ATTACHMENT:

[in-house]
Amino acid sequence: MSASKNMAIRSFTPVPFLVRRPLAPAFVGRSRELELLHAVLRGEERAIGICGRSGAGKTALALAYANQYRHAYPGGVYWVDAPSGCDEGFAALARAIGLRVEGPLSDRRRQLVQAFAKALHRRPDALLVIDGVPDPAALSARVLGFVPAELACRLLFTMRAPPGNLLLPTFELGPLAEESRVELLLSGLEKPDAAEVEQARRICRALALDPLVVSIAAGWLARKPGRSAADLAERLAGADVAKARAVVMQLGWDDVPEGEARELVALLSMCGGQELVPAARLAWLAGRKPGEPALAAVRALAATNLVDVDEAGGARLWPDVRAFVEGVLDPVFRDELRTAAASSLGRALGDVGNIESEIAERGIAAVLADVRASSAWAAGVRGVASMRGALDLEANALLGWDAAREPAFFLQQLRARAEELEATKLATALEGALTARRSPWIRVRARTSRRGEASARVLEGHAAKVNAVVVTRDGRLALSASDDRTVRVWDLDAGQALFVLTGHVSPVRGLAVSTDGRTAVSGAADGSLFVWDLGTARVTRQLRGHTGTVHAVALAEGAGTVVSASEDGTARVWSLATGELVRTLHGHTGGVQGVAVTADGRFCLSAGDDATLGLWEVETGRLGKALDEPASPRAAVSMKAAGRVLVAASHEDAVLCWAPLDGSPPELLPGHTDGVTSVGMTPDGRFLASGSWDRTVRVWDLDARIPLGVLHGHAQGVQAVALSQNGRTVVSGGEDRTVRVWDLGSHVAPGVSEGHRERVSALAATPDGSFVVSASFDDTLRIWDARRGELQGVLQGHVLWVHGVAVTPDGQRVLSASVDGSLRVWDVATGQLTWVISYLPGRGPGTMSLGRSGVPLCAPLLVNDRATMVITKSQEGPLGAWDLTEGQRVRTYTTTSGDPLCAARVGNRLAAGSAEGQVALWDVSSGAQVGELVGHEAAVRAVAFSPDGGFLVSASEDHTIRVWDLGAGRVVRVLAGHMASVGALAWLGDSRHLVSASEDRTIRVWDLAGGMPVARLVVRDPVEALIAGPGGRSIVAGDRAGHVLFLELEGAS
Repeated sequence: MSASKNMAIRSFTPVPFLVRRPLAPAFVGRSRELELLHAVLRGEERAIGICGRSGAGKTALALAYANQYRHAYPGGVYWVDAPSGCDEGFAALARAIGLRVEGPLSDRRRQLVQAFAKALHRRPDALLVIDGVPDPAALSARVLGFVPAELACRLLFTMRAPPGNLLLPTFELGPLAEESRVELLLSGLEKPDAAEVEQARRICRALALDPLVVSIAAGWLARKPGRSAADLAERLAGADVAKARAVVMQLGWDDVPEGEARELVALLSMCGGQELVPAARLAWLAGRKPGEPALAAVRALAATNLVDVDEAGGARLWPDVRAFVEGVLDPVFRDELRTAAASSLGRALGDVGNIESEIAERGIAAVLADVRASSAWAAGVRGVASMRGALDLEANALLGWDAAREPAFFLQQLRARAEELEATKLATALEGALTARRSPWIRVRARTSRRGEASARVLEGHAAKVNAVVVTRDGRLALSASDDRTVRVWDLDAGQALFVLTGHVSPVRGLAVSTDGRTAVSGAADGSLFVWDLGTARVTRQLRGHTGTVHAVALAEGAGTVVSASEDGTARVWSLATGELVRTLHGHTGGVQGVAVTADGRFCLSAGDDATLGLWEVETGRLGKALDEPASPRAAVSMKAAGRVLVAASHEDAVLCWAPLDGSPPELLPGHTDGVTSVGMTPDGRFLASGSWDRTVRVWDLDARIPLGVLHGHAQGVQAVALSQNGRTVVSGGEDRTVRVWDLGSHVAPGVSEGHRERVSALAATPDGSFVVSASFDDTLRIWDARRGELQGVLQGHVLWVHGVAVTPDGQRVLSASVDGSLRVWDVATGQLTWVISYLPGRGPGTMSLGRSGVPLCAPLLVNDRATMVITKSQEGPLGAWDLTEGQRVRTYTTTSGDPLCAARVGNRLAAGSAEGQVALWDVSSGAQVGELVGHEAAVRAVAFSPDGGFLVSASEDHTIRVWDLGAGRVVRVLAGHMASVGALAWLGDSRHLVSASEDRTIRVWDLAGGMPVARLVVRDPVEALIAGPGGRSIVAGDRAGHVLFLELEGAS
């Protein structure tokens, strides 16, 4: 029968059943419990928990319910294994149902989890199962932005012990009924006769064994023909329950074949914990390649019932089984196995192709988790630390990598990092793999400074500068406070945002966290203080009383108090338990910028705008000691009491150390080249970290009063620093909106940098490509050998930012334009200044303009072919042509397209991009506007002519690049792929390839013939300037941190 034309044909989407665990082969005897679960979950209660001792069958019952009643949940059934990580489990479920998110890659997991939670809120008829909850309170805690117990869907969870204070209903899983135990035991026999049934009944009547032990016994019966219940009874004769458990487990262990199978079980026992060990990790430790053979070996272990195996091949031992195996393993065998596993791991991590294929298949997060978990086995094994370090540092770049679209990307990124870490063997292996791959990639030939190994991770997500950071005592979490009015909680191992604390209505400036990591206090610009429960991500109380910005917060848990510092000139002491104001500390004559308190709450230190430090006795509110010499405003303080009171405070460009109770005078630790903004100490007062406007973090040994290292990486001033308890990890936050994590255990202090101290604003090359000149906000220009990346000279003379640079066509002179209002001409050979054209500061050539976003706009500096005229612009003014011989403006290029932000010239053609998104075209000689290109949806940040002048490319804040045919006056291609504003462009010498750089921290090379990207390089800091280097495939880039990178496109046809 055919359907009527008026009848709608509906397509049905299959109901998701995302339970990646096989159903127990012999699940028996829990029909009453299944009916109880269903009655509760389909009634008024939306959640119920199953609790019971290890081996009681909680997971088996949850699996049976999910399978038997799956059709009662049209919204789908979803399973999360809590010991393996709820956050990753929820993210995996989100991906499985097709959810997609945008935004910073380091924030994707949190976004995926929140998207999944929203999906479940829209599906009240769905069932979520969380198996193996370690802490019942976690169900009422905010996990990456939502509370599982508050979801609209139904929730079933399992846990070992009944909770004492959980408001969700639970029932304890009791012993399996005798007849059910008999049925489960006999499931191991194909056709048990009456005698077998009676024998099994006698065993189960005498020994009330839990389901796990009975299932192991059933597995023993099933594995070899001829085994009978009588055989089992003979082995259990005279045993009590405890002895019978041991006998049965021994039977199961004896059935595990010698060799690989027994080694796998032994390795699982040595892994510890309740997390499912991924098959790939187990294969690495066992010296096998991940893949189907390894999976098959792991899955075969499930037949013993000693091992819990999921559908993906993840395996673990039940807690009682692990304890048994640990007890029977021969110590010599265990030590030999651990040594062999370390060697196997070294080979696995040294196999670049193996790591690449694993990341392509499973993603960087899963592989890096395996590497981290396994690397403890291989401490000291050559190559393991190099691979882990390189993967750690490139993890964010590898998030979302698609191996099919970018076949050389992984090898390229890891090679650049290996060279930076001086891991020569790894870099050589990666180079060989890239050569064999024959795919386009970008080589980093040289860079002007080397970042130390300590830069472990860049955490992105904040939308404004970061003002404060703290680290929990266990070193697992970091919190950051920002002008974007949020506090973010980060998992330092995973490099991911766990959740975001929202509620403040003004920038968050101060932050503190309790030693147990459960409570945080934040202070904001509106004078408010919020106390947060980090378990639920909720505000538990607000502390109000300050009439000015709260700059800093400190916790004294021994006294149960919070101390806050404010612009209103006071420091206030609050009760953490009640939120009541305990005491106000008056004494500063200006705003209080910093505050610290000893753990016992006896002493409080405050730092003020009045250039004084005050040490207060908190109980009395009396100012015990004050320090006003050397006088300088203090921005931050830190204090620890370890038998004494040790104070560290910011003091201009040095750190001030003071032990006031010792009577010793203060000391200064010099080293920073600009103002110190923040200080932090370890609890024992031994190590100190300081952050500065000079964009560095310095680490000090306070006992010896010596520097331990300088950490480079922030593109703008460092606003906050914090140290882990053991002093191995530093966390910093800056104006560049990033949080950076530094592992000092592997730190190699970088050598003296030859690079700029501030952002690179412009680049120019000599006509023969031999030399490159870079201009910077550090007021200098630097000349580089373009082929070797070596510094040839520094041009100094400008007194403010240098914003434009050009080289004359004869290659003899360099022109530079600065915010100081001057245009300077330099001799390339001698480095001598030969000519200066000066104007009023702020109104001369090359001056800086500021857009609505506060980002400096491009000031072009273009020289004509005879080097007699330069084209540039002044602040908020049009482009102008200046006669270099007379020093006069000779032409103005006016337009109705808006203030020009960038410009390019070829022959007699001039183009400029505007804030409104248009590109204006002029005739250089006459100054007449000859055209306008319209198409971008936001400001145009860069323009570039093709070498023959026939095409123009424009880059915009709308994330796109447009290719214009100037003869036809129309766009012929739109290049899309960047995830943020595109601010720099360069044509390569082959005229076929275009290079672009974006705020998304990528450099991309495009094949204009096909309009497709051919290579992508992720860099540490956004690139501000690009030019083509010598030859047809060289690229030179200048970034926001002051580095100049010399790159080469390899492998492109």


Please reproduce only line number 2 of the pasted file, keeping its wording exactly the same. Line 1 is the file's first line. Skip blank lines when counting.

Amino acid sequence: MSASKNMAIRSFTPVPFLVRRPLAPAFVGRSRELELLHAVLRGEERAIGICGRSGAGKTALALAYANQYRHAYPGGVYWVDAPSGCDEGFAALARAIGLRVEGPLSDRRRQLVQAFAKALHRRPDALLVIDGVPDPAALSARVLGFVPAELACRLLFTMRAPPGNLLLPTFELGPLAEESRVELLLSGLEKPDAAEVEQARRICRALALDPLVVSIAAGWLARKPGRSAADLAERLAGADVAKARAVVMQLGWDDVPEGEARELVALLSMCGGQELVPAARLAWLAGRKPGEPALAAVRALAATNLVDVDEAGGARLWPDVRAFVEGVLDPVFRDELRTAAASSLGRALGDVGNIESEIAERGIAAVLADVRASSAWAAGVRGVASMRGALDLEANALLGWDAAREPAFFLQQLRARAEELEATKLATALEGALTARRSPWIRVRARTSRRGEASARVLEGHAAKVNAVVVTRDGRLALSASDDRTVRVWDLDAGQALFVLTGHVSPVRGLAVSTDGRTAVSGAADGSLFVWDLGTARVTRQLRGHTGTVHAVALAEGAGTVVSASEDGTARVWSLATGELVRTLHGHTGGVQGVAVTADGRFCLSAGDDATLGLWEVETGRLGKALDEPASPRAAVSMKAAGRVLVAASHEDAVLCWAPLDGSPPELLPGHTDGVTSVGMTPDGRFLASGSWDRTVRVWDLDARIPLGVLHGHAQGVQAVALSQNGRTVVSGGEDRTVRVWDLGSHVAPGVSEGHRERVSALAATPDGSFVVSASFDDTLRIWDARRGELQGVLQGHVLWVHGVAVTPDGQRVLSASVDGSLRVWDVATGQLTWVISYLPGRGPGTMSLGRSGVPLCAPLLVNDRATMVITKSQEGPLGAWDLTEGQRVRTYTTTSGDPLCAARVGNRLAAGSAEGQVALWDVSSGAQVGELVGHEAAVRAVAFSPDGGFLVSASEDHTIRVWDLGAGRVVRVLAGHMASVGALAWLGDSRHLVSASEDRTIRVWDLAGGMPVARLVVRDPVEALIAGPGGRSIVAGDRAGHVLFLELEGAS